It was a fabulous place to sit and watch the birds flying so close that we were warned to duck if they were heading directly towards us. I was trying (displacement activity) to use the display to watch the birds – there were owls as well as vultures – and to admire and understand the way they were using their wings so differently but my underlying feeling was that there was something sad about these magnificent creatures being kept in cages for much of their lives. I was involved in a silent conversation with the keepers whose commentary was largely concerned with conservation. Vulnerable and threatened species of all kinds may disappear altogether if we don’t do something. Breeding programmes, game reserves and all the available bureaucracy of grant aid and legislation are turned towards the preservation of these species but I can’t help feeling that it’s us who have to change. We’re still inclined to think of the natural world as being essentially there for us – for our education, leisure and entertainment; as a resource for geneticists and drug companies, as a raison d’être for conservationists, rangers and wardens, but we rarely understand them as existing entirely in their own right within a family of which we are only a part.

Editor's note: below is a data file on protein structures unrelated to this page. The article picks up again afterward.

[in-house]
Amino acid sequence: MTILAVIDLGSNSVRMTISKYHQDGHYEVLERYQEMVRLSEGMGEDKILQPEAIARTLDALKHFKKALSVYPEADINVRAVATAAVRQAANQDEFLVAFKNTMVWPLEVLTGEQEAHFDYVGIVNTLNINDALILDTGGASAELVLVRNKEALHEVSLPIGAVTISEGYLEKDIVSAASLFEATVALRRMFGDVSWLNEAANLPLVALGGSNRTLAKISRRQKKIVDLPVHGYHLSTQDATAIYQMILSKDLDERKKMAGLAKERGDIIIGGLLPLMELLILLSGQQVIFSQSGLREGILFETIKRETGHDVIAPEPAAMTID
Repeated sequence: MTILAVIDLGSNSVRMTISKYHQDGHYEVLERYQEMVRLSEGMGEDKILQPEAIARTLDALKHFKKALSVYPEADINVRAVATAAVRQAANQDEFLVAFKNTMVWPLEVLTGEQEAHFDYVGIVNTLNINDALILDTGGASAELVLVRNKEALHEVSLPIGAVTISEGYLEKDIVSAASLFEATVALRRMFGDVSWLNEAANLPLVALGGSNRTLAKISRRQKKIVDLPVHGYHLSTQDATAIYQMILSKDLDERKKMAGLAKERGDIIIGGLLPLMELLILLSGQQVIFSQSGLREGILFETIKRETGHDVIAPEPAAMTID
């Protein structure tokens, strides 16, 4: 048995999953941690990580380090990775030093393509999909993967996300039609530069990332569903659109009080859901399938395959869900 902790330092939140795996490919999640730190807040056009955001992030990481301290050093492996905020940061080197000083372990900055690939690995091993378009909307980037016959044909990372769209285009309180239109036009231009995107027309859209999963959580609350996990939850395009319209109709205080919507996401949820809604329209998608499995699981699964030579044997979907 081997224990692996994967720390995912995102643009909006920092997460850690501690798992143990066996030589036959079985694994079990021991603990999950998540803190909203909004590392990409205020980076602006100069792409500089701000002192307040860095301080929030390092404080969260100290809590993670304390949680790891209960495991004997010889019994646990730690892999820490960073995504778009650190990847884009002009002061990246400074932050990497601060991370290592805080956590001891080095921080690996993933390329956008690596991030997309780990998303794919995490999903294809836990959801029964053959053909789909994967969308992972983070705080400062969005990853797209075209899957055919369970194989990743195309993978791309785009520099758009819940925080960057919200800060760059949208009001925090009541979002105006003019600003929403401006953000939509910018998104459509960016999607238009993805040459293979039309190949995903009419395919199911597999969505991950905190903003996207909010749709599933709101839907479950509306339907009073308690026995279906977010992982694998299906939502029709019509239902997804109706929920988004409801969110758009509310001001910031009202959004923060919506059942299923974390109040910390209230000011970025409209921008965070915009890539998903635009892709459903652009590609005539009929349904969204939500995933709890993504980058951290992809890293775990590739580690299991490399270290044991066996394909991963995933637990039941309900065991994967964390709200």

If we want to save these creatures we – WE – have to stop exploiting and destroying their habitats, not gift aid a tenner to a charity at Christmas. Do we care about them enough to relinquish our cars, feed ourselves differently, stop kidding ourselves that mass tourism into ever more remote areas brings much needed development, preserve our remaining wild areas while turning a blind eye to deforestation in Brazil so we can go on eating cheap meat. We, collectively, are the biggest threat to wildlife on the planet and the planet needs us to turn around.
Of course the other threatened species on display at the castle was the building itself. My heart goes out to the owners who must struggle every day to keep the show (and their ancestral home) on the road. I confess I’m a bit of a propeller head when it comes to drainpipes, I’ve seen some beauties over the years, and among the (cheap) cast iron downpipes outside the building there were some beautiful hand-made lead pipes. Clearly the hand-to-mouth restoration of the building is being done one drainpipe and one ceiling at a time.
So how do we resolves these issues of preservation and conservation? There’s a growing thread of purism in the conservation world that demands huge reductions in human populations and industrial growth, with the re-creation of vast amounts of ‘wilderness’. It is, some say, a spiritual issue. If that means that we have to change our culture at the very deepest levels of our being then I totally agree, but not if it means forcing the solution on to the most vulnerable people on earth, because we are all too often the cause of their poverty.